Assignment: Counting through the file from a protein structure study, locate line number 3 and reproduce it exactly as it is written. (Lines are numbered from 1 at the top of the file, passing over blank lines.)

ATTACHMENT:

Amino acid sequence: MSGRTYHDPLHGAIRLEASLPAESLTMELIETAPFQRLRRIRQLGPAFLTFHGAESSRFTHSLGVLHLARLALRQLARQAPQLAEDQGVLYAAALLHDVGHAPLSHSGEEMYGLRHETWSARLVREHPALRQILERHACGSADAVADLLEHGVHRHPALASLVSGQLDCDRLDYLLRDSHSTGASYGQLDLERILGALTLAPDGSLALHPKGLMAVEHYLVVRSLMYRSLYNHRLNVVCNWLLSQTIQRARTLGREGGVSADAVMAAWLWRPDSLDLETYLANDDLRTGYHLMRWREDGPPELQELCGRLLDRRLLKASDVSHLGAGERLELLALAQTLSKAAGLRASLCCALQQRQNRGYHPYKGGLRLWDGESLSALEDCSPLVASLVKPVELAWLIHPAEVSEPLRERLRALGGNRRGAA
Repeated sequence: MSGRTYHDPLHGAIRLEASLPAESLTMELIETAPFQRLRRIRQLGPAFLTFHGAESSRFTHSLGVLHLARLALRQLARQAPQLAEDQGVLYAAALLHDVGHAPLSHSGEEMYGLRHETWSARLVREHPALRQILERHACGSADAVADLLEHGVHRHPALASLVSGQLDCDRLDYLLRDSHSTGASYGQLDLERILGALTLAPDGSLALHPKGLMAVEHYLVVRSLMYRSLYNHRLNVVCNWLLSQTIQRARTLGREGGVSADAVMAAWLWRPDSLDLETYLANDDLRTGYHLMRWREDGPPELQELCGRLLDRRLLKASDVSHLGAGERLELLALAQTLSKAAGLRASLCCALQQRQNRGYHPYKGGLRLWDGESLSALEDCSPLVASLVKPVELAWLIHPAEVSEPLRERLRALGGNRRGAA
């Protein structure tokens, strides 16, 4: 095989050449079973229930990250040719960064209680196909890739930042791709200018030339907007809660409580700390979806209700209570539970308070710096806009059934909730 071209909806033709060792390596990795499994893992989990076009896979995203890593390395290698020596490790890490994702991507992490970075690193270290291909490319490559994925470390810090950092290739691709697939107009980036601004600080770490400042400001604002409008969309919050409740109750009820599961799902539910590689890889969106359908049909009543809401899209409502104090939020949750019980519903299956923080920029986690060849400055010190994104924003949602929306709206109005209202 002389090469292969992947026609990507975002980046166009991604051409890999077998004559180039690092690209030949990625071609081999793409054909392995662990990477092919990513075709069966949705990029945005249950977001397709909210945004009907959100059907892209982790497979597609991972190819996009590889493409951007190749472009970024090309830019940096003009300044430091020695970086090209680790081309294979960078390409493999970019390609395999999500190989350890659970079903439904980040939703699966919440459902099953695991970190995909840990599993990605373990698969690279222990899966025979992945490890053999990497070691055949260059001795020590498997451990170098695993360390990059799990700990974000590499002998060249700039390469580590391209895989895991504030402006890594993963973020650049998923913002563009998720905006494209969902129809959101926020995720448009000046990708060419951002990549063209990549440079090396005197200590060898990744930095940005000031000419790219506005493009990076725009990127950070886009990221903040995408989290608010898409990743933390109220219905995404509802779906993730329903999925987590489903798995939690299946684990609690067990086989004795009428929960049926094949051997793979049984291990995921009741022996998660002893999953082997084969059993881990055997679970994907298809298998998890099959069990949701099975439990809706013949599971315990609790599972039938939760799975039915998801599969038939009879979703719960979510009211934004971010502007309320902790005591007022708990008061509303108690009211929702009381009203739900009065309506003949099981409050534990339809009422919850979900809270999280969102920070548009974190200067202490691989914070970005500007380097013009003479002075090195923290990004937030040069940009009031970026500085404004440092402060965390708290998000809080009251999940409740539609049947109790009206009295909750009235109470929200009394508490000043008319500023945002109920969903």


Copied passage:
């Protein structure tokens, strides 16, 4: 095989050449079973229930990250040719960064209680196909890739930042791709200018030339907007809660409580700390979806209700209570539970308070710096806009059934909730 071209909806033709060792390596990795499994893992989990076009896979995203890593390395290698020596490790890490994702991507992490970075690193270290291909490319490559994925470390810090950092290739691709697939107009980036601004600080770490400042400001604002409008969309919050409740109750009820599961799902539910590689890889969106359908049909009543809401899209409502104090939020949750019980519903299956923080920029986690060849400055010190994104924003949602929306709206109005209202 002389090469292969992947026609990507975002980046166009991604051409890999077998004559180039690092690209030949990625071609081999793409054909392995662990990477092919990513075709069966949705990029945005249950977001397709909210945004009907959100059907892209982790497979597609991972190819996009590889493409951007190749472009970024090309830019940096003009300044430091020695970086090209680790081309294979960078390409493999970019390609395999999500190989350890659970079903439904980040939703699966919440459902099953695991970190995909840990599993990605373990698969690279222990899966025979992945490890053999990497070691055949260059001795020590498997451990170098695993360390990059799990700990974000590499002998060249700039390469580590391209895989895991504030402006890594993963973020650049998923913002563009998720905006494209969902129809959101926020995720448009000046990708060419951002990549063209990549440079090396005197200590060898990744930095940005000031000419790219506005493009990076725009990127950070886009990221903040995408989290608010898409990743933390109220219905995404509802779906993730329903999925987590489903798995939690299946684990609690067990086989004795009428929960049926094949051997793979049984291990995921009741022996998660002893999953082997084969059993881990055997679970994907298809298998998890099959069990949701099975439990809706013949599971315990609790599972039938939760799975039915998801599969038939009879979703719960979510009211934004971010502007309320902790005591007022708990008061509303108690009211929702009381009203739900009065309506003949099981409050534990339809009422919850979900809270999280969102920070548009974190200067202490691989914070970005500007380097013009003479002075090195923290990004937030040069940009009031970026500085404004440092402060965390708290998000809080009251999940409740539609049947109790009206009295909750009235109470929200009394508490000043008319500023945002109920969903």